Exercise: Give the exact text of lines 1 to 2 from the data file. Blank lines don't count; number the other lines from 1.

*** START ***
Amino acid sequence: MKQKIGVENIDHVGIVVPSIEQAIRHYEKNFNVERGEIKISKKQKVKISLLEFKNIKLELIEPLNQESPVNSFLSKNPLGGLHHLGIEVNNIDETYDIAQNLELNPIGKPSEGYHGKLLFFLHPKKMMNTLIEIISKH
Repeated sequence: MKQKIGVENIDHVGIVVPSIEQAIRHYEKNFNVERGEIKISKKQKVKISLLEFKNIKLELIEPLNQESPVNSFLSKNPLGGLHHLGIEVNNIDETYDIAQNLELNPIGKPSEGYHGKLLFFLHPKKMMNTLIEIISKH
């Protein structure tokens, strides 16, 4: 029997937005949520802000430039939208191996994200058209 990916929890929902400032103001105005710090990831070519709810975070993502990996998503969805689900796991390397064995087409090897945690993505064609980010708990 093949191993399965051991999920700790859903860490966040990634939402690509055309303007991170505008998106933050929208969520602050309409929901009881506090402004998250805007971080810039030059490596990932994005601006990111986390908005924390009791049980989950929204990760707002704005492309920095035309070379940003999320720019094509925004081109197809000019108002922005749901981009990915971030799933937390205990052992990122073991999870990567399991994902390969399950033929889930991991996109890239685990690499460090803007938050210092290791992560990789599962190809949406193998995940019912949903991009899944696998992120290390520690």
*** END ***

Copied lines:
Amino acid sequence: MKQKIGVENIDHVGIVVPSIEQAIRHYEKNFNVERGEIKISKKQKVKISLLEFKNIKLELIEPLNQESPVNSFLSKNPLGGLHHLGIEVNNIDETYDIAQNLELNPIGKPSEGYHGKLLFFLHPKKMMNTLIEIISKH
Repeated sequence: MKQKIGVENIDHVGIVVPSIEQAIRHYEKNFNVERGEIKISKKQKVKISLLEFKNIKLELIEPLNQESPVNSFLSKNPLGGLHHLGIEVNNIDETYDIAQNLELNPIGKPSEGYHGKLLFFLHPKKMMNTLIEIISKH